9. What can we expect from new material?

It’s too soon to say. Touring is one thing, but being in the studio is a different beast. We’ll need to overcome some of the friendship barriers that exist presently for that to happen.

10. Will we hear any new material on this tour?

We’d be crazy to play new material right now when we have to edit down 4 hours of music into a 2 hour show!

11. Were You surprised by how the fans reacted to news of the reformation?

I wasn’t prepared for the grown men crying in North America last summer when we reunited. You forget how the music has been apart of people’s lives and their memories.

12. How have other shows on the tour been received so far?

I’m blown away by the support. Last summer we returned to NY state and we broke attendance records when 20,000 showed up in Lockport, NY.

13. What does the reformation mean for the various side projects of Tea Party members?

I think the Tea Party is a treasured piece of our history as people and musicians, so it has a priority to us, but I think it’s great that we all have these other projects going which takes a lot of pressure off the Tea Party, and it can remain this creatively satisfying outlet that it was when we began.

14. The band has always liked to have complete creative control when producing albums. How much of that carries over to your live show?

Well we tend to do our own thing live and always have, so yes, I guess we still have control over that.

15. What would you say makes The Tea Party stand out from other bands? Is it the use of different instruments, uncommon guitar tuning, or something else entirely?

I think our desire to write timeless music that can exist out of it’s era when it was created. When we came on the scene, grunge was huge, but we didn’t exactly fit in, and I think that’s why our music has aged well. The world music elements that exist represent our desires to be open to all influences. We are shocked that more bands aren’t tapping into these resources, but at the same time, we’re glad, as we’ve become “The world music rock band”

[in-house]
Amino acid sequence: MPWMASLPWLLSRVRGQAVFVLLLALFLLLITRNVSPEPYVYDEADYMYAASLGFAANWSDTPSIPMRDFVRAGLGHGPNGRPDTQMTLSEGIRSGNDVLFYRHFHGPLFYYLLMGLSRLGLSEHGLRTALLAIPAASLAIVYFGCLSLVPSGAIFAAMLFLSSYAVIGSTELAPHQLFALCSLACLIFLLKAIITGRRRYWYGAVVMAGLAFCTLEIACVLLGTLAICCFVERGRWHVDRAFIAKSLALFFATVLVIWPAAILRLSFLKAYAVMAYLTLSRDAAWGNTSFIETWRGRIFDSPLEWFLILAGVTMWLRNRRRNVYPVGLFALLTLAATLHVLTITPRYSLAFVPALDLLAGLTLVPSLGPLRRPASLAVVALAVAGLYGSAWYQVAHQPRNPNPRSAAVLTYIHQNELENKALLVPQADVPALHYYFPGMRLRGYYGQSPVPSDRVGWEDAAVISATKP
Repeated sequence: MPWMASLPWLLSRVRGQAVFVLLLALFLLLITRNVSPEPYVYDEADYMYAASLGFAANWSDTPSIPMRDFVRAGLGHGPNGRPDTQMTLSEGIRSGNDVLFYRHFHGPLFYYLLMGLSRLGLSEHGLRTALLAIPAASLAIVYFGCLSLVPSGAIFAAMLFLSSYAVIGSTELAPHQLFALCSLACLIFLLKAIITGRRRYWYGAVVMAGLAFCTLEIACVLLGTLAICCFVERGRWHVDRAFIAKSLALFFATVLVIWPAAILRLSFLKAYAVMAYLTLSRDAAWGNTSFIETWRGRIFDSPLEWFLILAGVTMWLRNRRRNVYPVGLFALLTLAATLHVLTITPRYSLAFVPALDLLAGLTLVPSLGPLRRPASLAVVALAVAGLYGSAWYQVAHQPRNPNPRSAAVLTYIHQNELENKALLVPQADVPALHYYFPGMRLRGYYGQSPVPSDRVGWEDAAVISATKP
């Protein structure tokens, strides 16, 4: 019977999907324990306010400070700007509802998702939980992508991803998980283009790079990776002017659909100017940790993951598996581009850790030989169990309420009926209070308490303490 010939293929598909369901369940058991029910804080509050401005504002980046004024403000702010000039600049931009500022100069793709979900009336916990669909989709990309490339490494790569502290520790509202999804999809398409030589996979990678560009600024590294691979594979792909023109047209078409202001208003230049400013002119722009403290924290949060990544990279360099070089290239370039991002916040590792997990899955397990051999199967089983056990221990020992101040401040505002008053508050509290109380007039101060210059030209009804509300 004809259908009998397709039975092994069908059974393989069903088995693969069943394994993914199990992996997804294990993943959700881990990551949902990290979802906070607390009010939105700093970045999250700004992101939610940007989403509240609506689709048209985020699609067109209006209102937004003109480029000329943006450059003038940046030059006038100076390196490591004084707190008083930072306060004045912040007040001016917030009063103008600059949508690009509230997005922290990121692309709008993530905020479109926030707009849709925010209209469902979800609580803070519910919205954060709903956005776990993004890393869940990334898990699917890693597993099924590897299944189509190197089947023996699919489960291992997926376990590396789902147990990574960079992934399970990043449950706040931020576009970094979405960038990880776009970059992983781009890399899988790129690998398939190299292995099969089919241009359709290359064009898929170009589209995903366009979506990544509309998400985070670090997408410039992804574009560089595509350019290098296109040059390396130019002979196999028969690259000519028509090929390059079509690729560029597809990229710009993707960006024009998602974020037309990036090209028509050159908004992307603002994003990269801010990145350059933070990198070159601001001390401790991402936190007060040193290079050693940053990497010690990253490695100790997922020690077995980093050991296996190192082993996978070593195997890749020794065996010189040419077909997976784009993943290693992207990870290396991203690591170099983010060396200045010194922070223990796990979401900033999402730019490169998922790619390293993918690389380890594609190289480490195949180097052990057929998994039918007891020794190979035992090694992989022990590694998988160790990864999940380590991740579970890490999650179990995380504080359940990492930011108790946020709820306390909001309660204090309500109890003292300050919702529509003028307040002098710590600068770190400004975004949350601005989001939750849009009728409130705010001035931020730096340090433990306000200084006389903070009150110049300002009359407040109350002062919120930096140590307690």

16. What lead you to introduce those elements to your music in the first place?

Why limit yourself to what you hear on the radio or from your friends. It’s a big world out there, and everything’s an influence. That was our dogma I guess.

17. And what inspires you to keep using those elements in your music now?

It’s part of who we are now, so it’s natural.

18. What can fans who have never seen you perform live before expect to see in your current live show?

This tour is a great introduction to someone that’s never seen the band before. For the first time ever, we have no singles or new albums to promote, so we can assemble a setlist that spans our career and represents our best material.

19. What are your lyrical inspirations?

You’d have to speak to Martin, but I know he’s been inspired by some of the poetry of the French romanticists, like Baudelaire, in particular, the “Les Fleurs du Mal”. Jeff speaks fluent french, so he is able to read the actual works.

20. We all know you love your experimental sounds. What is the strangest thing you have ever tried in the stuidio?

No pianos underwater for us, but I think the whole Edges of Twilight was the most interesting as we had 31 instruments on that record.

21. After the current tour and album cycle, what is next for The Tea Party?

We have a small tour of Canada and the US and then we’ll sit down and see what the future holds, and how we can get back to Australia as soon as possible.

Tags: ,

Category: Interviews

About the Author ()

Editor, 100% ROCK MAGAZINE

Leave a Reply

Please verify you\'re a real person: * Time limit is exhausted. Please reload CAPTCHA.

banner ad
banner ad